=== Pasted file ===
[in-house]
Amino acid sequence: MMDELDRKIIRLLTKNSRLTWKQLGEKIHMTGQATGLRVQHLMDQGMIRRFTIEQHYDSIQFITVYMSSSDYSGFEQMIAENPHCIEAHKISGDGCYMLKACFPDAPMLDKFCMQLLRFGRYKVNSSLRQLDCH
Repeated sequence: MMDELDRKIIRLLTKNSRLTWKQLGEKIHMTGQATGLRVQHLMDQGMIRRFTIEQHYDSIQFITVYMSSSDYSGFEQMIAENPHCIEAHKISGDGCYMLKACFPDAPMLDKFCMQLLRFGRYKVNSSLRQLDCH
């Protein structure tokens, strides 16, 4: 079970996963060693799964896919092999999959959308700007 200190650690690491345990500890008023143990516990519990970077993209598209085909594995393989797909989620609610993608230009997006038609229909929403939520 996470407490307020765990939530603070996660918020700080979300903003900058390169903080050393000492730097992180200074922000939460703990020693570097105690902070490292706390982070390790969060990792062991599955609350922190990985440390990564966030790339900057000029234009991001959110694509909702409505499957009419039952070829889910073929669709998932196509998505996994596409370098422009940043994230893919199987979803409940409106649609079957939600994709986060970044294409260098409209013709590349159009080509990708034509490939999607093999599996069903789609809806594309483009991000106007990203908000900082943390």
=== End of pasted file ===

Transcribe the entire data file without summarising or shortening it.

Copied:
[in-house]
Amino acid sequence: MMDELDRKIIRLLTKNSRLTWKQLGEKIHMTGQATGLRVQHLMDQGMIRRFTIEQHYDSIQFITVYMSSSDYSGFEQMIAENPHCIEAHKISGDGCYMLKACFPDAPMLDKFCMQLLRFGRYKVNSSLRQLDCH
Repeated sequence: MMDELDRKIIRLLTKNSRLTWKQLGEKIHMTGQATGLRVQHLMDQGMIRRFTIEQHYDSIQFITVYMSSSDYSGFEQMIAENPHCIEAHKISGDGCYMLKACFPDAPMLDKFCMQLLRFGRYKVNSSLRQLDCH
């Protein structure tokens, strides 16, 4: 079970996963060693799964896919092999999959959308700007 200190650690690491345990500890008023143990516990519990970077993209598209085909594995393989797909989620609610993608230009997006038609229909929403939520 996470407490307020765990939530603070996660918020700080979300903003900058390169903080050393000492730097992180200074922000939460703990020693570097105690902070490292706390982070390790969060990792062991599955609350922190990985440390990564966030790339900057000029234009991001959110694509909702409505499957009419039952070829889910073929669709998932196509998505996994596409370098422009940043994230893919199987979803409940409106649609079957939600994709986060970044294409260098409209013709590349159009080509990708034509490939999607093999599996069903789609809806594309483009991000106007990203908000900082943390």